var array = [78, 34, 99, 88, 29, 7, 42];insertionSort(array);println("Array after sorting:  " + array);Program.assertEqual(array, [7, 29, 34, 42, 78, 88, 99]);
(1 vote) • I have written this code and the error message is showing that a function is taking to log to run and it is pointing to the insert function which is pre-written

var insert = function(array, rightIndex, value) {
for(var j = rightIndex;
j >= 0 && array[j] > value;
j--) {
array[j + 1] = array[j];
}
array[j + 1] = value;
};

var insertionSort = function(array) {
for( var i=1; i<array.length ; i++)
{
insert(array,i,array[i]); }
};

var array = [22, 11, 99, 88, 9, 7, 42];
insertionSort(array);
println("Array after sorting: " + array);
//Program.assertEqual(array, [7, 9, 11, 22, 42, 88, 99]);
(1 vote) • Isn't this more logical :

var insertionSort = function(array) {
for(var i = 0; i < array.length-1; i++) {
insert(array, i , array[i+1]);
}
};

than this :

var insertionSort = function(array) {
for(var i = 1; i < array.length; i++) {
insert(array, i-1 , array[i]);
}
};

why start from i = 1, instead of i = 0?
(1 vote) • Write an algorithm for a function named finder that recursively goes through a list and returns
the index of the first occurrence of an item of interest. The function takes three parameters: 1. The first
position in the list (or 0) 2. The list we want to iterate over 3. The item we want to find.
If the item is not there in the list and we have iterated over the whole list, then the function should return
0.
(1 vote) • This sentence doesn't make sense to me. Can someone reword this statement in another way?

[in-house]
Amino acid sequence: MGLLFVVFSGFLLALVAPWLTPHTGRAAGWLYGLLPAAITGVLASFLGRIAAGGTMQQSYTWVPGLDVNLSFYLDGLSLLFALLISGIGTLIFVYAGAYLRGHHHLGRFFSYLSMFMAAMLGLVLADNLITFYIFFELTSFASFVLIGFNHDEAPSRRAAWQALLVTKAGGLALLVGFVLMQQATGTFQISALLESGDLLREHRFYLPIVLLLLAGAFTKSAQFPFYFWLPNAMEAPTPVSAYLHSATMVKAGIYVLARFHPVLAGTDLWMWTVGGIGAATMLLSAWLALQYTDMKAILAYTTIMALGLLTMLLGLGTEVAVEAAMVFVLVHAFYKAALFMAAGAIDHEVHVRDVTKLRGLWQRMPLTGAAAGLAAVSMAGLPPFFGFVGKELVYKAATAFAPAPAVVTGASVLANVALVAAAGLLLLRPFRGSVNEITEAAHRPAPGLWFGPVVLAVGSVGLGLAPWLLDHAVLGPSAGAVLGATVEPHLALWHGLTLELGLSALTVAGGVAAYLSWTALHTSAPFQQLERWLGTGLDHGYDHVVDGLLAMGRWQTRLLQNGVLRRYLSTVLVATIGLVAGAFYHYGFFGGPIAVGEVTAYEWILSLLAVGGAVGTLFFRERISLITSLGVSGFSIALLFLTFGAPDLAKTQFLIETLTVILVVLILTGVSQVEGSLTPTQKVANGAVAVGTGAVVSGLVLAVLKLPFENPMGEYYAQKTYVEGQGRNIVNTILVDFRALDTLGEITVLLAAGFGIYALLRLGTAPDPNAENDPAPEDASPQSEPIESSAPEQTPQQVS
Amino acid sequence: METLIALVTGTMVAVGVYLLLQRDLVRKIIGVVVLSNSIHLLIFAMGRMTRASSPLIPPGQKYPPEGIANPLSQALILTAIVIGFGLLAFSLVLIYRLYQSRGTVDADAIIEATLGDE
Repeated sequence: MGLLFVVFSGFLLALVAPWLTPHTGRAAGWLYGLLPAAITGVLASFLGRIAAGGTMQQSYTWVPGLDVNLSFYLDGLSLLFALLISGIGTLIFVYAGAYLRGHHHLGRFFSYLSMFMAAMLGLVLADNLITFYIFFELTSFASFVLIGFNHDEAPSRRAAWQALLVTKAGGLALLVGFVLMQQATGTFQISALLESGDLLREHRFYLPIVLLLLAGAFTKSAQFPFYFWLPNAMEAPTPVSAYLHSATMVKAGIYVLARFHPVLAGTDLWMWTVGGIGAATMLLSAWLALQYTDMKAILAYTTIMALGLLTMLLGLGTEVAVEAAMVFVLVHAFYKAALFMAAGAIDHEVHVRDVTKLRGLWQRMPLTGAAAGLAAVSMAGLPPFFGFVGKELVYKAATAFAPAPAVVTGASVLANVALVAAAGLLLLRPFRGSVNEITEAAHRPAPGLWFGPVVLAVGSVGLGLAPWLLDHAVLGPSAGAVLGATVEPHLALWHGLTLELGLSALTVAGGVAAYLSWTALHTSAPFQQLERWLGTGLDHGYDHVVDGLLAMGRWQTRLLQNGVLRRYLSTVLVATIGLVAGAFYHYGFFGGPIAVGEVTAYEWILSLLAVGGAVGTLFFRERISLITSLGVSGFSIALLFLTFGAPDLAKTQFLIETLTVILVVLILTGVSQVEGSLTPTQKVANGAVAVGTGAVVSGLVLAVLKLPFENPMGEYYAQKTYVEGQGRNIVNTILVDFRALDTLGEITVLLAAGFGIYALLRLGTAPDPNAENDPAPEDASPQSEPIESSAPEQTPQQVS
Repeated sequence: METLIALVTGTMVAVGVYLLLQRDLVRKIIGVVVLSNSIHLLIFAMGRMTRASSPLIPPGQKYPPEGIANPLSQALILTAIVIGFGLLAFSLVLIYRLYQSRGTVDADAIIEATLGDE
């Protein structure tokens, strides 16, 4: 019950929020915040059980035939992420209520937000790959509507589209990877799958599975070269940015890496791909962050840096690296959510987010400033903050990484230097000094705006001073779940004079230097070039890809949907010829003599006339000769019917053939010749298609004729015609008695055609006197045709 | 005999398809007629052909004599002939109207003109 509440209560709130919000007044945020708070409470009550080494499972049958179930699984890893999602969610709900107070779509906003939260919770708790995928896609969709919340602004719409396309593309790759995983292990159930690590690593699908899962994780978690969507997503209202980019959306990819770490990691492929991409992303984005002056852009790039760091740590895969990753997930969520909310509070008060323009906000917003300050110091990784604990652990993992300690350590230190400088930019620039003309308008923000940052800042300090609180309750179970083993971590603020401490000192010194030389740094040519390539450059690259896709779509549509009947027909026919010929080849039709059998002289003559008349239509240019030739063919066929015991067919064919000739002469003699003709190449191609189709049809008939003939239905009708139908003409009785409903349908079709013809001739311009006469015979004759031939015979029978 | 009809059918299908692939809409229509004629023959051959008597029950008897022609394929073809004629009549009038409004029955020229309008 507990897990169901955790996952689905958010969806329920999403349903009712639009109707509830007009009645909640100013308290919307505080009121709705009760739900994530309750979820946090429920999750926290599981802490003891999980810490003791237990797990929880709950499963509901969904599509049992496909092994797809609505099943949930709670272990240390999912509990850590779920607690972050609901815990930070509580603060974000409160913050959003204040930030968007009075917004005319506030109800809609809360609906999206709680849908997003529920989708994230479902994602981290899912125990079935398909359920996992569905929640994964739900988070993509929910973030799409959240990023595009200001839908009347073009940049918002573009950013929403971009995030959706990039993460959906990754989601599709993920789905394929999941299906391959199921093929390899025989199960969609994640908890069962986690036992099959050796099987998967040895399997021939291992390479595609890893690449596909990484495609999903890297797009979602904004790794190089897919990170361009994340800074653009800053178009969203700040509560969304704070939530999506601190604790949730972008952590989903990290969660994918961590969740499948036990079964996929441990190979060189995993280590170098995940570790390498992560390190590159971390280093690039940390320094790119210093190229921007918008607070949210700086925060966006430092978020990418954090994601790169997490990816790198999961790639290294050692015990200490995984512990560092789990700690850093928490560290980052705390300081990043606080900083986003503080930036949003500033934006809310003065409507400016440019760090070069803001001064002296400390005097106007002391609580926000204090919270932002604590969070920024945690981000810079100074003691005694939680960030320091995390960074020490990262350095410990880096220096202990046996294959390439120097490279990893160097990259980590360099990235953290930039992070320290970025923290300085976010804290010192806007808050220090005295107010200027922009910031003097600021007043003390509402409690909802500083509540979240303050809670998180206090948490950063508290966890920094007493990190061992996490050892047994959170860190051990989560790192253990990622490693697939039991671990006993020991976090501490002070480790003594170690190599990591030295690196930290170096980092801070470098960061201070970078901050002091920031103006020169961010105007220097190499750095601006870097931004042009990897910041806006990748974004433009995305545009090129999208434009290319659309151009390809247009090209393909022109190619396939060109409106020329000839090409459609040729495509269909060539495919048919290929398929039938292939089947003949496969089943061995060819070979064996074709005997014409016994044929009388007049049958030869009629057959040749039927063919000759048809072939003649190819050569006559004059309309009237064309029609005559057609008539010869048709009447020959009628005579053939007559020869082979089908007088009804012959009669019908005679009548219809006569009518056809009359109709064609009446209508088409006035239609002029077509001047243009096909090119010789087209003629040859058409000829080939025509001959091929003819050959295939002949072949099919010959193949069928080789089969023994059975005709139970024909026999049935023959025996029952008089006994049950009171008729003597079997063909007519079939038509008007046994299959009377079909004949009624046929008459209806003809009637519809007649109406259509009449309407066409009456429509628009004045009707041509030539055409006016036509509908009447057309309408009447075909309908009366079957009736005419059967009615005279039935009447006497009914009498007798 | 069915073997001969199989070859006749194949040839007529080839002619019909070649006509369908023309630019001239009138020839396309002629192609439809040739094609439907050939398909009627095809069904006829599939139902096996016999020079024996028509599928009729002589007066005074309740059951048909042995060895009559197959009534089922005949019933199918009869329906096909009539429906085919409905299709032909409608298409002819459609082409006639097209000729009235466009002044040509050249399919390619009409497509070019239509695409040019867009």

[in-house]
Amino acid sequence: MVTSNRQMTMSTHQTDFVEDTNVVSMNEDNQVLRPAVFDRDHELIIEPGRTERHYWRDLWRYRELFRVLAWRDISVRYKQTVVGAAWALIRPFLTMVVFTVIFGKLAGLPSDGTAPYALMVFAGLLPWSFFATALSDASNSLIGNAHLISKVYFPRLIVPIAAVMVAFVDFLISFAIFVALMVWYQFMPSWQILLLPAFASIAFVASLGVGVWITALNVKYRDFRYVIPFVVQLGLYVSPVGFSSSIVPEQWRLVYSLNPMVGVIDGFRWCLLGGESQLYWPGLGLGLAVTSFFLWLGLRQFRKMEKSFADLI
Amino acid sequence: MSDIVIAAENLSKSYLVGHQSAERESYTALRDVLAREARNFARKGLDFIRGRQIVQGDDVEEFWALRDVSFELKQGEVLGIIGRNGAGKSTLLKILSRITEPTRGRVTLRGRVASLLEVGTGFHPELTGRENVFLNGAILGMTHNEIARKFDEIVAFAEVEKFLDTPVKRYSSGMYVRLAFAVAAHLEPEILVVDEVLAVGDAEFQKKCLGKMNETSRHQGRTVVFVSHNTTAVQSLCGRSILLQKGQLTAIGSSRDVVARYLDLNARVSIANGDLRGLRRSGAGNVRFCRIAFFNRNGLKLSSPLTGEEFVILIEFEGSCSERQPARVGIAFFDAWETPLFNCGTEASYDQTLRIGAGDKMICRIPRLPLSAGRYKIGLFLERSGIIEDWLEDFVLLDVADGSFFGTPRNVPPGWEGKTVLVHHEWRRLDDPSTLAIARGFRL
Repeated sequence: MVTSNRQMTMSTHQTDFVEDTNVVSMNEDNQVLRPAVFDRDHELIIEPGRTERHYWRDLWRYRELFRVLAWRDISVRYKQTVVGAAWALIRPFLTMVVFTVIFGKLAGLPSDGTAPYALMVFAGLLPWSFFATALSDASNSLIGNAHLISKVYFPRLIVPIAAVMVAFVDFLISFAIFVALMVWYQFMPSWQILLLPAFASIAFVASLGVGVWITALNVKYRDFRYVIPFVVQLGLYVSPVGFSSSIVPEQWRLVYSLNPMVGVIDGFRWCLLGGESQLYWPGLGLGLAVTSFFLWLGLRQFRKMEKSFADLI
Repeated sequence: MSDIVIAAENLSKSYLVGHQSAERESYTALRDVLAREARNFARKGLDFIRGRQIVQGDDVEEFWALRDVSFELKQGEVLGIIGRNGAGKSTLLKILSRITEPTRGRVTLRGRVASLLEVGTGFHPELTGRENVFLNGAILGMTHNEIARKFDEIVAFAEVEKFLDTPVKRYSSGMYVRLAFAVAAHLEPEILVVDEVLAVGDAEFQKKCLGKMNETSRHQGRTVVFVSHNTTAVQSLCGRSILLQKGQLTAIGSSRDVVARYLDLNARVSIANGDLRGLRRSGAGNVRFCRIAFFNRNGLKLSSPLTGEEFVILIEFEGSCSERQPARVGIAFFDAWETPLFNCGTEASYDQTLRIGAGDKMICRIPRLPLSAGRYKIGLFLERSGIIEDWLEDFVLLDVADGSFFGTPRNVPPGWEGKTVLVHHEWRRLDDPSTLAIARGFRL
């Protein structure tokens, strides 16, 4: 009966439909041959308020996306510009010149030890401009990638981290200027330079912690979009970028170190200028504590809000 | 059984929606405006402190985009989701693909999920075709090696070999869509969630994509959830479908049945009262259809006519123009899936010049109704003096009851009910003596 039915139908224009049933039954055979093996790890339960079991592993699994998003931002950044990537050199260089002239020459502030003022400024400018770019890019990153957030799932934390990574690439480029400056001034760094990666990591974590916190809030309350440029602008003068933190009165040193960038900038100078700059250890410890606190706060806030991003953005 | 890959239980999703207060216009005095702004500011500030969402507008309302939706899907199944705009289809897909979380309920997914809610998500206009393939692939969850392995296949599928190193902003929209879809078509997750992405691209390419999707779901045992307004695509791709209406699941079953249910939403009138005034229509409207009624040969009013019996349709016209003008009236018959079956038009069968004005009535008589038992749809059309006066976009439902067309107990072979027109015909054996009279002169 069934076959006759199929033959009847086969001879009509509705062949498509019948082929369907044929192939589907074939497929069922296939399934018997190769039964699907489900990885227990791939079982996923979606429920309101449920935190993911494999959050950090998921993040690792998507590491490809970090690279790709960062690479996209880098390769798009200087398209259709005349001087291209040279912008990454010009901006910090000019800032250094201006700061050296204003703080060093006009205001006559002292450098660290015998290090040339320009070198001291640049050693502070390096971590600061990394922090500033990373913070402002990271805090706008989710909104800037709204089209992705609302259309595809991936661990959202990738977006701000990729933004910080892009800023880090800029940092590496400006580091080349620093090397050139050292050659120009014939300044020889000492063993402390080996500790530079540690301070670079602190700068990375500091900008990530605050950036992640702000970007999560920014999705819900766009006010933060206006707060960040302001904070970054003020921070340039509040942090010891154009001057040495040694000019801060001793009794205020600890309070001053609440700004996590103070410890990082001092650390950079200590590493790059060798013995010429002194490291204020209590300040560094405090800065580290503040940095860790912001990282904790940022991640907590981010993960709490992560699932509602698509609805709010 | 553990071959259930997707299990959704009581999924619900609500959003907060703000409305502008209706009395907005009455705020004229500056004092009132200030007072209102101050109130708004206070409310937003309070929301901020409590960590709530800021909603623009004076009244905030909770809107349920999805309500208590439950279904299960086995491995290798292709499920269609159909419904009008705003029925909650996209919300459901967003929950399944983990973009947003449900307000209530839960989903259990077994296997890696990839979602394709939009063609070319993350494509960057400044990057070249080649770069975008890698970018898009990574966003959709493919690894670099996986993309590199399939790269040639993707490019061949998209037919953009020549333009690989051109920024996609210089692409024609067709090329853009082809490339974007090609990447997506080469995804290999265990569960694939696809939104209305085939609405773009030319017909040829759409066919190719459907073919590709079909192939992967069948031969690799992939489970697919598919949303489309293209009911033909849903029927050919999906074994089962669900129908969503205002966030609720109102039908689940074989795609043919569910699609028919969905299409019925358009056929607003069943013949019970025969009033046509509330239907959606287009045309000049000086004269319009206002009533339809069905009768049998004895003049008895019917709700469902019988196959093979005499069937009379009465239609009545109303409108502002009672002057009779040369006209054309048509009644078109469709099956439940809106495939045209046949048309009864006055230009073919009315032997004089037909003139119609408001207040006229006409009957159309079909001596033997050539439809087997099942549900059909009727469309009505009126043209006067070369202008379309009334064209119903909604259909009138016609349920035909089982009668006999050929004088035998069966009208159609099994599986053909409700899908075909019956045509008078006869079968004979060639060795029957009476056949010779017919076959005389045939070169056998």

Call insert to insert the element that starts at index 1 into the sorted subarray in index 0.
(1 vote) • Hi, guys!

I have completed the challenges for this section (implement insert and insertion sort) and realized on the implement insert that the array is slightly messed with. It removes the value immediately to the right of the rightValue. How would I change this so that it doesn't do that?

Also, is there a reason behind having the for loop in the insert function reverse and the one in the insertion sort go forwards? I tried (a little) to change the second one to a reverse loop, but couldn't get the code.

Thanks for the help!
(1 vote) NOTE: Spoiler for the next challenge.

When I input these liens of code
[Edited to Remove Code]

The grader would not accept what I was doing, because the program was taking too long, and then there was a syntax error. BUT, when I made a different function, copied the old function entirely, pasted it into the new function, and deleted the old function, the grader said that there was an error in the code. After I was working for a while, trying to figure out what was wrong, I decided to leave the page and come to this one for help on what to do. (Thanks Bob Johnson by the way.)

When I looked at what others had done, and had an explanation for it, I decided to look back at my code, and see what was different. So I clicked on the exercise, and reloaded it. This time, the grader had said that it was complete, even though I did nothing to it.

My question is, are there fatal inconsistencies with the grader, or is it just a problem with the application itself loading the program?

Thanks!
(1 vote) • Possible causes of the issue:
-You inadvertently introduced a small change in your code that corrected it (believe it or not, in these types of cases, this is usually what happened)
-The syntax error and grader application were lagging, and need some time to catch up to your code (from time to time this happens)
-The syntax error and grader application missed the signal that you changed your code, and needed to get a signal to check the code again (adding a blank line by pressing enter usually wakes the applications up)